Is cognitive decline part of normal aging?

There are age-related changes that occur throughout our lifespan. As we age, there are some brain changes that occur as part of the normal aging process; white matter changes are the result of arteries that get narrowed or blocked by atherosclerotic plaque, this can begin around age 60. As that happens, there’s some associated slowing of processing, difficulty with being able to access information, pulling up that memory crisply, and efficiently finding words; some people identify those experiences as “senior moments.” We also have some cell loss and atrophy in the brain that occurs with normal aging. On neuroimaging, we see age-commensurate loss of volume in the cortex or gray matter, which plays a significant role in many functions including memory/learning and language. All of these changes are part of normal aging.

When is the right time to take a cognitive test?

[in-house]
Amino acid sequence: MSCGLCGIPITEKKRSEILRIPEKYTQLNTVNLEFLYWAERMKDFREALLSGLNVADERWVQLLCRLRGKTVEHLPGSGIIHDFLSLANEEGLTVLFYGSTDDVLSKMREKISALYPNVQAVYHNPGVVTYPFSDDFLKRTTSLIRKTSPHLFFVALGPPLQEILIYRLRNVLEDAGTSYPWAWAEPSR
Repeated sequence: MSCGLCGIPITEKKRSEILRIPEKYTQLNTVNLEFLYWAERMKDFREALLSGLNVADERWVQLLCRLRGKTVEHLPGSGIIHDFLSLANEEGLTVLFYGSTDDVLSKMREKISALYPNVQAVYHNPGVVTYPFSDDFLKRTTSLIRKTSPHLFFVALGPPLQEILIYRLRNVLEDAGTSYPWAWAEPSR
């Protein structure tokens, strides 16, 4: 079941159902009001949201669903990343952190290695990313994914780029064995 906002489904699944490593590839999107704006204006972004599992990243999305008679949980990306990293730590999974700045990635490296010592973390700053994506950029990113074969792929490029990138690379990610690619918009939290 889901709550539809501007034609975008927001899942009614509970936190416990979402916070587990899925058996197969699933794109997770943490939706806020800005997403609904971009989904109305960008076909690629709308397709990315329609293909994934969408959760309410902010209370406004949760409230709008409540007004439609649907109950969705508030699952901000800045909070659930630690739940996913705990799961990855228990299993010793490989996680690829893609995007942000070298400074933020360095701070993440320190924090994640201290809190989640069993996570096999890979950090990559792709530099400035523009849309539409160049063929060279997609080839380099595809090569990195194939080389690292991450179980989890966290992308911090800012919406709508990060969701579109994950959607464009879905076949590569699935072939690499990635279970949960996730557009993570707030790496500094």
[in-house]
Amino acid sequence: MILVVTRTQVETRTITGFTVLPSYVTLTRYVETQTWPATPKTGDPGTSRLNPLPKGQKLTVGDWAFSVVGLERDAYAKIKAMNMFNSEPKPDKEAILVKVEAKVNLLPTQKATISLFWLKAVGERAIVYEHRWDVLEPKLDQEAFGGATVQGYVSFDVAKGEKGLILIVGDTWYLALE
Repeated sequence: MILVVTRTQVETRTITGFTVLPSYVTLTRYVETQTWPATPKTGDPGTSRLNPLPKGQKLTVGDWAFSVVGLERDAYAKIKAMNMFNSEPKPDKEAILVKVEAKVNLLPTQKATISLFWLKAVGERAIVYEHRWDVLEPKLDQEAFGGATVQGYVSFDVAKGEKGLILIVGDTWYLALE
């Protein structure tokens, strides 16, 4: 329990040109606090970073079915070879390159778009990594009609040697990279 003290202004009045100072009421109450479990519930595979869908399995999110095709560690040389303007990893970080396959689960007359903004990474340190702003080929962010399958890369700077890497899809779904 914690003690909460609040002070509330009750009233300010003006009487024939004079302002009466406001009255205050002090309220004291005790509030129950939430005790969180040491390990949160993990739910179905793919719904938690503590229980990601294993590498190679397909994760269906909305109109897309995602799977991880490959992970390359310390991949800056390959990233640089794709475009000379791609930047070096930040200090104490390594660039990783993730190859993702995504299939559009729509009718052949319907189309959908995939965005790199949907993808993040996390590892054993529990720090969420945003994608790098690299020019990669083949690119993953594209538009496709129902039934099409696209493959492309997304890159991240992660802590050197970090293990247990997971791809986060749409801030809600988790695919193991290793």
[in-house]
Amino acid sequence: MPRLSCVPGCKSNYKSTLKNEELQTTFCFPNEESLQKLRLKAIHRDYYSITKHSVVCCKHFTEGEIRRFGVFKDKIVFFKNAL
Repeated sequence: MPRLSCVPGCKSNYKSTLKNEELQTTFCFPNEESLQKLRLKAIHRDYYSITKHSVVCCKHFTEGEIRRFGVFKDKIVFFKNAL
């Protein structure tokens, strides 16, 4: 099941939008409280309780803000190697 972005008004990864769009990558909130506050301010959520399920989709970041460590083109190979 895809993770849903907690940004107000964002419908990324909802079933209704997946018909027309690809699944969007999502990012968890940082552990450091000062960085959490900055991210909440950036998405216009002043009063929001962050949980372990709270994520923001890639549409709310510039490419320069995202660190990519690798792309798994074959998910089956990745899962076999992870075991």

What we typically suggest is that if a patient has what we call subjective cognitive complaints because they are noticing change, a cognitive screening should be done. However, one of the tricky parts of dementia, especially certain types like Alzheimer’s, is that the illness can affect the awareness center of the brain, and people don’t notice changes in themselves, but the family, spouse, or doctor notices change. If there’s any indication of subjective cognitive complaint or objective observation that that person is showing signs of early decline, that’s the time to pursue a neurocognitive screening test at minimum. That is often the beginning of the workup process, which can also include neuroimaging and bloodwork because other medical issues besides dementia can cause people to have cognitive problems.